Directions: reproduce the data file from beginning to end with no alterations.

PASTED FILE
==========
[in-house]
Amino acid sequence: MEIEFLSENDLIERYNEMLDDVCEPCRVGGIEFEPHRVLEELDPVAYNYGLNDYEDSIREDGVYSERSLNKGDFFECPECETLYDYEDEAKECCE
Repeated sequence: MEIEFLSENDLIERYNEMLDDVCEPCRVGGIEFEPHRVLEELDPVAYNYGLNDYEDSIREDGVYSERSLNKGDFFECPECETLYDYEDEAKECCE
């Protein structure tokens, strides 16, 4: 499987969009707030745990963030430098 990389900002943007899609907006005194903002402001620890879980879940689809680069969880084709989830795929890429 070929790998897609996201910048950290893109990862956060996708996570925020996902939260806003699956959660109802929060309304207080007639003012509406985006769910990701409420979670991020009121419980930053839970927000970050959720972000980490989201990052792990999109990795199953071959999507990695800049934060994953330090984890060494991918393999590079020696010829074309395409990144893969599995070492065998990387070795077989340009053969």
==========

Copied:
[in-house]
Amino acid sequence: MEIEFLSENDLIERYNEMLDDVCEPCRVGGIEFEPHRVLEELDPVAYNYGLNDYEDSIREDGVYSERSLNKGDFFECPECETLYDYEDEAKECCE
Repeated sequence: MEIEFLSENDLIERYNEMLDDVCEPCRVGGIEFEPHRVLEELDPVAYNYGLNDYEDSIREDGVYSERSLNKGDFFECPECETLYDYEDEAKECCE
């Protein structure tokens, strides 16, 4: 499987969009707030745990963030430098 990389900002943007899609907006005194903002402001620890879980879940689809680069969880084709989830795929890429 070929790998897609996201910048950290893109990862956060996708996570925020996902939260806003699956959660109802929060309304207080007639003012509406985006769910990701409420979670991020009121419980930053839970927000970050959720972000980490989201990052792990999109990795199953071959999507990695800049934060994953330090984890060494991918393999590079020696010829074309395409990144893969599995070492065998990387070795077989340009053969």